“You get to a point where you get to the edges of a room, and you can go back and go where you’ve been and basically recycle stuff.” — Stephen King
By PJ Parrish
I knew something was up when I started looking forward to pulling weeds.
Every morning, I’d check the Tallahassee weather and plan my day. First, I’d survey the front and back yards to see what needed attention. Then I’d dead-head the rose bushes. The azaleas needed pruning, so that took a good hour. Eventually came the highlight of my day — pulling weeds. A blissful hour of mindless productivity. As the sun dipped lower, it was time to head out to the nursery because you could never have enough mulch or Miracle-Gro tomato food.
By the time I got back, there was just enough time to shower, make a vodka gimlet and take it outside where I’d sit in a lawn chair while I hose-watered the lawn.
I was as happy as a little garden slug — except for a gnawing guilt that seemed to abate as the vodka glass emptied only to return as I went back indoors. The guilt, of course, came because I wasn’t writing.
I passed the whole of last winter this way. My garden flourished as my novel lay fallow in the laptop. And then, one morning, it hit me: I didn’t want to write anymore.
It was gone. The urge, the need, the pleasure. It was all gone. At first, I was upset. For two reasons. First, I write with my sister and thus had a contract, a commitment, to our partnership. And second, well, that’s complicated. So many folks want to be published writers, and I have known that success. It almost felt ungrateful to stop.
But here’s the truth. I want to quit. I have quit. I have not worked on my novel for months now, and after the initial bad feelings, I’m finding I’m relieved. I’m relieved that I don’t have to worry about getting the book published, be it by traditional means or the hard slog of self-publishing. Relieved that I don’t have to climb on the self-promotion hamster wheel. Relieved that I won’t have to feel the sting of disappointment if it doesn’t sell or get well-reviewed. But mostly, I feel relieved that I can channel my energy, creativity, time and love into other things.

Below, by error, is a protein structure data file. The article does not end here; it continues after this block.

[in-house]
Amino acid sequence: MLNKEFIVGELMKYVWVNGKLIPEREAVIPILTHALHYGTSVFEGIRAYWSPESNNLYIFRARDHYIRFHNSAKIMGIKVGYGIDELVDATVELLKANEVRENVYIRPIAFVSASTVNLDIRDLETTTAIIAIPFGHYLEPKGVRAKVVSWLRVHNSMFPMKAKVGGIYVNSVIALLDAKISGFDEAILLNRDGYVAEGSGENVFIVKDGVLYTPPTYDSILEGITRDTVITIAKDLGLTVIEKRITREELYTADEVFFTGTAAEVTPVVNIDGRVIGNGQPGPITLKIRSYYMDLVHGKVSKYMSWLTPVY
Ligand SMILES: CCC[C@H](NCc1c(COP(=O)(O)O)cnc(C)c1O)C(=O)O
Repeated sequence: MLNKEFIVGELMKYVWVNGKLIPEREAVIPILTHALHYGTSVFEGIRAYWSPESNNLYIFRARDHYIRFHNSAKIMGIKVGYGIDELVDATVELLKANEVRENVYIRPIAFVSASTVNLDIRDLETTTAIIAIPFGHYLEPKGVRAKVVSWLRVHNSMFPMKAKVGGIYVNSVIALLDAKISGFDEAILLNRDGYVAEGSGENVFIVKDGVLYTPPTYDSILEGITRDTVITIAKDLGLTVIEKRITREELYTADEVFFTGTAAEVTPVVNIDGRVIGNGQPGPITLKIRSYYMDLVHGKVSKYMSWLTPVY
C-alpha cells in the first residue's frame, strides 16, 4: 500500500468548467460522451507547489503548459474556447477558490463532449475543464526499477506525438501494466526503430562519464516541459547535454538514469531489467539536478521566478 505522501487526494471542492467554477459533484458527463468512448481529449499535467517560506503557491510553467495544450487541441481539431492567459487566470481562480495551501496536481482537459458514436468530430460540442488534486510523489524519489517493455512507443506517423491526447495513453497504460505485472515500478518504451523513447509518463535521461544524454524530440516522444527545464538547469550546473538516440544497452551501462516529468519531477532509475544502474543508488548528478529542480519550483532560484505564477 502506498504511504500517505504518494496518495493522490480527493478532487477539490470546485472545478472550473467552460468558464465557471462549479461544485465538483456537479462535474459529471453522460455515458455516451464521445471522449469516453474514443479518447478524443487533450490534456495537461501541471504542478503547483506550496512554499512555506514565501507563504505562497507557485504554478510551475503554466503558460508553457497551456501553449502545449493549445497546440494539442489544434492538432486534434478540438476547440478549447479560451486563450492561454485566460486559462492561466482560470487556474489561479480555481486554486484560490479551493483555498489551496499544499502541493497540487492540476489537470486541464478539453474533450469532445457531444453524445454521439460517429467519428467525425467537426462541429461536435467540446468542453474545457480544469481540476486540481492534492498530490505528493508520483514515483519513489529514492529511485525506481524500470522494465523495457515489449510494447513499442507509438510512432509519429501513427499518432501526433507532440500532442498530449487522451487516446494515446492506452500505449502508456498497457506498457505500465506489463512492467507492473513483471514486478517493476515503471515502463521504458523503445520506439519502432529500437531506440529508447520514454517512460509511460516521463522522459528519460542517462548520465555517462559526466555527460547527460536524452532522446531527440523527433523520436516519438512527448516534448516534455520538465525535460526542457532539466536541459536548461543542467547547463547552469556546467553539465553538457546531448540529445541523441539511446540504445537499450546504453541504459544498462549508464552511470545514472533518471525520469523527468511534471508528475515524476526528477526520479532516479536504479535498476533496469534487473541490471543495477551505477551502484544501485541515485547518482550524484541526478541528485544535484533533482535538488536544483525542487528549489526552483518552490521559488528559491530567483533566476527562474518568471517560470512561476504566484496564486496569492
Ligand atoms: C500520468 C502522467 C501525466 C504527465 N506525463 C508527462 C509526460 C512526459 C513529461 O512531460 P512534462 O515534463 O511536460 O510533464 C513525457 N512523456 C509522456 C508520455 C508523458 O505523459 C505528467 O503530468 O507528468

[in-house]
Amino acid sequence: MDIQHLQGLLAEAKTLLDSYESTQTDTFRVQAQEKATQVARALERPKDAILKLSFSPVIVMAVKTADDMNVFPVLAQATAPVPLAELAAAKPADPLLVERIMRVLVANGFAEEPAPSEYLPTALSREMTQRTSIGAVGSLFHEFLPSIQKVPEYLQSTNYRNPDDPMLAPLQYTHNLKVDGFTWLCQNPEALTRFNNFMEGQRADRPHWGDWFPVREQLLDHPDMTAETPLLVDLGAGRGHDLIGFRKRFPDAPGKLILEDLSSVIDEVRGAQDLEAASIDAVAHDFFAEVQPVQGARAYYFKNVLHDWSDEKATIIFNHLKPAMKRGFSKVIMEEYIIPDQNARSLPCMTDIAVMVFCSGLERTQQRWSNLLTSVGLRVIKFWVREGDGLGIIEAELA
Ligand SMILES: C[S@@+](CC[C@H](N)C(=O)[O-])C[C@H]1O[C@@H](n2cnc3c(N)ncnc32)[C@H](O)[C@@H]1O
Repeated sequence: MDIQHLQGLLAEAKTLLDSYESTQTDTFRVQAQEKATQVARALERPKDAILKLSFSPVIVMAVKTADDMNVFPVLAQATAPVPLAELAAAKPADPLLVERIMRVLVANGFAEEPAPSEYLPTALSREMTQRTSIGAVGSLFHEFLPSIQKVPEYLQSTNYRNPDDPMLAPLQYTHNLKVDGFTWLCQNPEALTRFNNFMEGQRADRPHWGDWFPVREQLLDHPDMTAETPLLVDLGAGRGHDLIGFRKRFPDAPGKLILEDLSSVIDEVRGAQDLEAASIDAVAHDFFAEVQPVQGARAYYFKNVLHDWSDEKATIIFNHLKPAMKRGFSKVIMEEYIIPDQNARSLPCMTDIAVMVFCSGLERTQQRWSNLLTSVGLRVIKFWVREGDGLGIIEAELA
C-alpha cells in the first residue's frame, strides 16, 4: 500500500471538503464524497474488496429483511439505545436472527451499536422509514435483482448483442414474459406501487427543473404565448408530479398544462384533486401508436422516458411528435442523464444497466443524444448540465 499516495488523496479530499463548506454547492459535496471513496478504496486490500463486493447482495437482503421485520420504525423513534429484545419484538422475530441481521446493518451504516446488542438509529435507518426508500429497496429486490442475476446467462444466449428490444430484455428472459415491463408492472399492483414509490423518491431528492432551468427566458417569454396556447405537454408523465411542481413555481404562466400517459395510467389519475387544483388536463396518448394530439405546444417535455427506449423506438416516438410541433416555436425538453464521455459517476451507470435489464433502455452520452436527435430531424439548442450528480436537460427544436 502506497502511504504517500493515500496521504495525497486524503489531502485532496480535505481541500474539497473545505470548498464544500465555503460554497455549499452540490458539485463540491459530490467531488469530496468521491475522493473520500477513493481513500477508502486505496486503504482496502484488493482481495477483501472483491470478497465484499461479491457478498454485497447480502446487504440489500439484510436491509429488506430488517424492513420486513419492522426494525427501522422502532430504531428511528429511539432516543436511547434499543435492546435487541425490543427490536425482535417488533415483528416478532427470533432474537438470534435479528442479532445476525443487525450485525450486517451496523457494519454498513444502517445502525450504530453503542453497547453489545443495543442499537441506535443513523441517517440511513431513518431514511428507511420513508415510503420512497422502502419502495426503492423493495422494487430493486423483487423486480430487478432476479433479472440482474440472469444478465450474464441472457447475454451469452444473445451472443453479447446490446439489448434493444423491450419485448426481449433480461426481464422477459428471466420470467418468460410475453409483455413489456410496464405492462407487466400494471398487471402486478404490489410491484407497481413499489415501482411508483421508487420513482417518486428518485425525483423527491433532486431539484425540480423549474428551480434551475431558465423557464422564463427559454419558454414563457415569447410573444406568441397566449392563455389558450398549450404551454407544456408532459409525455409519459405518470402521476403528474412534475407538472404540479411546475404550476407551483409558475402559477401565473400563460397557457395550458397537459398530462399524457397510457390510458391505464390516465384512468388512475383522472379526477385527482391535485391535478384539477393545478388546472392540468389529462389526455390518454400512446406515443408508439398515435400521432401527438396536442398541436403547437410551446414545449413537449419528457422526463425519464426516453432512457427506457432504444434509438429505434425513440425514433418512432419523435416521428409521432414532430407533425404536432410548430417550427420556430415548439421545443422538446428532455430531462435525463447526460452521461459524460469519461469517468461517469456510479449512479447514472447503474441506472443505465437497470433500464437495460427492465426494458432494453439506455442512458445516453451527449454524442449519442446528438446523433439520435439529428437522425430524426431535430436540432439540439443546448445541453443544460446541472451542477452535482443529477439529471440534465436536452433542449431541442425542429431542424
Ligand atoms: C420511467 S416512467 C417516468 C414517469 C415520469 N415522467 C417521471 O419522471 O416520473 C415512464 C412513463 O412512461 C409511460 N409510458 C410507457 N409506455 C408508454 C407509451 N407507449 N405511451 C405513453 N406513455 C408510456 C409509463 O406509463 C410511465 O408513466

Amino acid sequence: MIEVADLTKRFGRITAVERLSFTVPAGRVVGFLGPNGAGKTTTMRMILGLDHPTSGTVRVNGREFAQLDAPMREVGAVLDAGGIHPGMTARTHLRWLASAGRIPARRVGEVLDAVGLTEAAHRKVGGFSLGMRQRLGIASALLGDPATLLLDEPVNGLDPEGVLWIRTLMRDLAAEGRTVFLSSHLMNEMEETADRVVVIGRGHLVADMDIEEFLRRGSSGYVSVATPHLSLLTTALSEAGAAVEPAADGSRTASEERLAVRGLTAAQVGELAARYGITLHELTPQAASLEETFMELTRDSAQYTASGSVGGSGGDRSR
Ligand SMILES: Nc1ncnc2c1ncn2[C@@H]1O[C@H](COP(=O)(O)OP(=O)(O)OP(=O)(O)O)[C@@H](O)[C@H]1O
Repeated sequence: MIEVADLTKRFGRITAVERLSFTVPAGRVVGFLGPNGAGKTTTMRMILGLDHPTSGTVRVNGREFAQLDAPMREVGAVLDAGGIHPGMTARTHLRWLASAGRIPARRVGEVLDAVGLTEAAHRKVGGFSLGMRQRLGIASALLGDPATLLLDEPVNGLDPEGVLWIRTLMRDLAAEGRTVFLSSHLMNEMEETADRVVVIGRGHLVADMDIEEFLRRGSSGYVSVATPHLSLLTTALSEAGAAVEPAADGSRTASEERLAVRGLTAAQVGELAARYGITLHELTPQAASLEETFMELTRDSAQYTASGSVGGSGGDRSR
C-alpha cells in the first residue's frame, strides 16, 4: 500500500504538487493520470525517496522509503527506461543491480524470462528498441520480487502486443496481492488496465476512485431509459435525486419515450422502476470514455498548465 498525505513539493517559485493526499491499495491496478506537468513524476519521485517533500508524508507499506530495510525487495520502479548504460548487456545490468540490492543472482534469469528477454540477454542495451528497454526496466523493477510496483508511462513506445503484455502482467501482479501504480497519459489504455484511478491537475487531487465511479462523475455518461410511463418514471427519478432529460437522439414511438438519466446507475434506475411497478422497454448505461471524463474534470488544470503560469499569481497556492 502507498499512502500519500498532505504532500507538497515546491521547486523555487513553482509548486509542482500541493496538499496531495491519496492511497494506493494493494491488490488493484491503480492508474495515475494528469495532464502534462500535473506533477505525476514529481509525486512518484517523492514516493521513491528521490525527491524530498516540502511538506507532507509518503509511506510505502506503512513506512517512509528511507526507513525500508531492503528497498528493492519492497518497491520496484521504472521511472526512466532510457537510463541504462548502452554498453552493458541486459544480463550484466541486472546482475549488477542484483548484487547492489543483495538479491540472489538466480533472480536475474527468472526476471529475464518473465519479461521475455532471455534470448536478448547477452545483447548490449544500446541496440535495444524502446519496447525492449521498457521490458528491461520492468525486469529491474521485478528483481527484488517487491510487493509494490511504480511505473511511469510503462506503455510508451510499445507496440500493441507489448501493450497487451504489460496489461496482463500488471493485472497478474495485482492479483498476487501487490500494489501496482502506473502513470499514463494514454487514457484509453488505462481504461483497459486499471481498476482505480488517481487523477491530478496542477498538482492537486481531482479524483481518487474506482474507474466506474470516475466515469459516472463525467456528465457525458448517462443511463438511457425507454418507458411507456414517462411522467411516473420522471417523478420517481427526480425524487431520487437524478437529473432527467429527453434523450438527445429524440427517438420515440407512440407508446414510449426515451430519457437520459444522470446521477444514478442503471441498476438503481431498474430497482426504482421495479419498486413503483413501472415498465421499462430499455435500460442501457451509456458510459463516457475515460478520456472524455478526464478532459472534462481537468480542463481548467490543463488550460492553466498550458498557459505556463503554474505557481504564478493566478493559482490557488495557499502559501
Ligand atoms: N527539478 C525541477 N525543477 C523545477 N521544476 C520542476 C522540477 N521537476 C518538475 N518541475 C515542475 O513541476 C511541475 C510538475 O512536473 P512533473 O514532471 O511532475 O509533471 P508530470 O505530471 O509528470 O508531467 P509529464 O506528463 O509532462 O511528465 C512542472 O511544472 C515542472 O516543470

I’m coming up on my 70th birthday soon. That doesn’t bother me that much, because outside of aching knees and bad eyes, I’ve got good health. We’ve got some money in the bank and not many bills. I have family and friends to sustain me. I have two great dogs to take me on walks.
Phillip Roth said he was done when he was 79 and 27 novels deep. Alice Munro did so at 81, a few months before winning a Nobel for a career that includes 14 short-story collections. Munro told a reporter, “I don’t have the energy anymore.” Roth left a Post-it on his computer reading, “The struggle with writing is over.”
I read up on Munro while writing this post. She gave a fascinating interview about her decision where she said she wanted to rejoin the world. “I think you do get to a stage where you sort of think about your life in a different way,” she said. “And perhaps, when you’re my age, you don’t wish to be alone as much as a writer has to be. It’s like, at the wrong end of life, sort of becoming very sociable.”
I get that. My time now will be given to my real people, not my imaginary ones.
Will I change my mind? Perhaps. Things can happen in your life, things you can’t anticipate, that can alter your universe — and it can happen in a split second.
Stephen King, in 1999, was hit by a car while walking down a road near his Maine home. He almost died. He described the pain of recovery as unbearable. His wife, Tabitha, knew he was drowning and set up a writing nook downstairs in their house. King didn’t want to try another novel so he decided to write about writing. A year later, he produced On Writing. In it, he writes with brutal honesty about his struggle with drugs and alcohol and how hard it was to recover his love of writing again. He went on to finish a script for the miniseries Rose Red, calling it a therapy that was more effective than any drug the doctors gave him. But once the script was finished, he decided to quit.
“I don’t want to finish up like Harold Robbins,” he said, referring to the pulp novelist who started with well-reviewed works such as A Stone for Danny Fisher, later suffered a damaging stroke and ended his career in steep decline. “That’s my nightmare.”
King found his way back. With last year’s novel The Institute, he’s closing in on 100 novels. He still needs to write. I don’t. At least not now.
What about you guys? Some of you have sturdy careers and a nice back list. Some of you are still working on your first book. Most of you are probably somewhere in between, maybe published but not as successful as you’d like, maybe finished a couple manuscripts and still looking for that one editor who says yes.
You might have considered giving up. How do you know if it’s time to quit?